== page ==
Ahead of speaking at Money Marketing Interactive in Harrogate on 13 September, Harbour director David Roberts shares his thoughts on how advisers can improve their public image and says who his advice market heroes are
What can be done to improve the supply of advice?
I’m not convinced the supply of advice is the issue. We have a generation of people for whom saving and investing is alien. Low wages, a highly developed consumer society, house prices that are many multiples of the average salary and a low-wage economy all serve to undermine a culture of saving. More must be done by government to change this culture, then we may find out if the availability of advice needs increasing to meet the demand. Needless to say, I shan’t hold my breath.
Have advisers reached a point of true professionalism yet?
True professionalism is a constantly evolving goal. What was acceptable business practice twenty years ago is not considered acceptable in today’s world just as surgeons of Nelson’s navy would not pass muster in today’s medical world. True professionalism means refining, developing and reaching for higher standards.
How important is it for the advice community to share best practice?
It is absolutely essential for best practice to be shared across the advice community. However, it is important to recognise that best practice for one firm may not work for another firm. Their respective target audiences may be different with varying client demographics by age, size of wealth or even personal circumstance. It is also important not to confuse best practice with conformity to guidelines; an adviser’s customers deserve more than this.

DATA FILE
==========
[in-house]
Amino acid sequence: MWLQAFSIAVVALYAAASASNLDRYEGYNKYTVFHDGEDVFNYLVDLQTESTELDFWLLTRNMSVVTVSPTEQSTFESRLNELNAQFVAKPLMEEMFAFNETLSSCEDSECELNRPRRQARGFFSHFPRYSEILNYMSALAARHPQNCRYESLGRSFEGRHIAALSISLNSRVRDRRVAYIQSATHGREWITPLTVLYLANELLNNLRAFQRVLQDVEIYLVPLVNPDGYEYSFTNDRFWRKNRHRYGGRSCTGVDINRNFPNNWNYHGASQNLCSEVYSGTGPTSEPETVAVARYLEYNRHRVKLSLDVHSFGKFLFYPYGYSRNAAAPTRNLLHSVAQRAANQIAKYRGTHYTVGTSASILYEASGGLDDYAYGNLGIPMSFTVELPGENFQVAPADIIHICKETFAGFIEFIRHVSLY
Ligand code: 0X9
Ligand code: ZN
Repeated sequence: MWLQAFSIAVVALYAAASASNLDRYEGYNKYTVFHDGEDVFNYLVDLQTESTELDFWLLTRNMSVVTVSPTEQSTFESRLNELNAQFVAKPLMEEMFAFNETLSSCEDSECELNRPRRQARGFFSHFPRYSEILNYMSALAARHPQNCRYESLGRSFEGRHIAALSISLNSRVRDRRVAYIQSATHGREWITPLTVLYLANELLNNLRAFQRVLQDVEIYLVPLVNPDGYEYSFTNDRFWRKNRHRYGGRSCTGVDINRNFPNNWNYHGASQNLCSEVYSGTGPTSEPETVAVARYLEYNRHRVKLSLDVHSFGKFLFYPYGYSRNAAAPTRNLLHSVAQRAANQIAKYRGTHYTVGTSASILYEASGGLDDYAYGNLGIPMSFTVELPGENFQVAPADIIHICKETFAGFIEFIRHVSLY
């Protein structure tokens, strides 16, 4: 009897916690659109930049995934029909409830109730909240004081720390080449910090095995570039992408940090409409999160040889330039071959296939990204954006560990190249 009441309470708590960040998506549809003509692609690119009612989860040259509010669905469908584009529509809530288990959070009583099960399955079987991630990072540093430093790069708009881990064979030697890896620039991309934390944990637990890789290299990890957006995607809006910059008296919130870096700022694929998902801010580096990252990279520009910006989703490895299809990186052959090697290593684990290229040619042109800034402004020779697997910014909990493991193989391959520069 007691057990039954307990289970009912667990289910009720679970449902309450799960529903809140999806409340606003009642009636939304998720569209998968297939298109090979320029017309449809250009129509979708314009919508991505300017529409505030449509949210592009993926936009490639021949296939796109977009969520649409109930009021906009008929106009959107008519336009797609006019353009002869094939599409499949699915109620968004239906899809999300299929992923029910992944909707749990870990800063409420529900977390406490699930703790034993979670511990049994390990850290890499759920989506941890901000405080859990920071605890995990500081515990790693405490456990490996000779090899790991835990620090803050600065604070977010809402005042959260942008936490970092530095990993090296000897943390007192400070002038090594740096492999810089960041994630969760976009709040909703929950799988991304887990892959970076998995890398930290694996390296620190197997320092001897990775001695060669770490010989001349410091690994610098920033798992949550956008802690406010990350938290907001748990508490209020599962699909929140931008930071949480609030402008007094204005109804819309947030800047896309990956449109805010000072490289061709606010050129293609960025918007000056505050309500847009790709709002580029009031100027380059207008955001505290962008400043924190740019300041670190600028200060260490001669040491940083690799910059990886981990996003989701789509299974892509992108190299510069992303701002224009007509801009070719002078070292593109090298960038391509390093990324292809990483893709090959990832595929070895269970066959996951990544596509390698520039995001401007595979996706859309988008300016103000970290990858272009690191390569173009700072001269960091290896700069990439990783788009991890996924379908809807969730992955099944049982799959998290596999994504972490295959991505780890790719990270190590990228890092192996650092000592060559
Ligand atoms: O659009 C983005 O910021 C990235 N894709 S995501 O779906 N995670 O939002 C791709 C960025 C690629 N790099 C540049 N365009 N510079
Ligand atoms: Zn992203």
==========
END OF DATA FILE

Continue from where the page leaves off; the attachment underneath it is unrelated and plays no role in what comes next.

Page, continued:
How can advisers best improve their image with the public?
The public image of advisers and the financial world is constantly under challenge whether caused by the recent defined benefit pension transfer scandals, fraud, or poor advice and miss-selling of investment advice and payment protection insurance by the big banks. The public rightfully has a cautious view of advisers due to the large amounts of money involved and that advisers are, in some form or another, sales people.
Trust is at the heart of the client and adviser relationship and is probably the number one attribute because the adviser is looking after the client’s money. Earn that trust, deliver an outstanding investment and pensions advice service and the adviser is in a good position to ask for referrals from the client’s family and friends.
Continuity is an important attribute for an advice firm as we all remember retail banks who appoint one’s “personal manager” who seemed to depart and change every couple of months.
The regulator must continue its monitoring efforts as well as provide for assistance and guidance. Perhaps even more important, professional industry groups such as the Chartered Institute for Securities and Investment and the Personal Finance Society should play their part in not only raising standards but working even more closely with the Financial Services Compensation Scheme and Financial Ombudsman Service. I can imagine that my suggestion will be viewed as highly contentious by many.
If you could scrap one piece of regulation, what would it be?
I remember well one meeting with a financial adviser in a firm in the heart of London a couple of years ago who uttered the immortal words: “I wish we could go back to the days of caveat emptor”. I realised then that any discussion about investor suitability and Harbour was a complete waste of time. No, I do not think that there is one piece of regulation that I would scrap; tweek or modify perhaps but scrap, no.
Who is your advice market hero?
There are many “heroes” working in the advice market and I would draw attention to those who work at the coal face of advice, those advisers and paraplanners who diligently, honestly and professionally deliver advice and investment services in the best interests of their clients.
There are some individuals who I have high regard for and by virtue of their mentoring, encouragement, intelligence and, in particular, professional insight, I would nominate Chris Gilchrist of advice firm FiveWays Financial Planning and Patrick Ingram of platform Parmenion.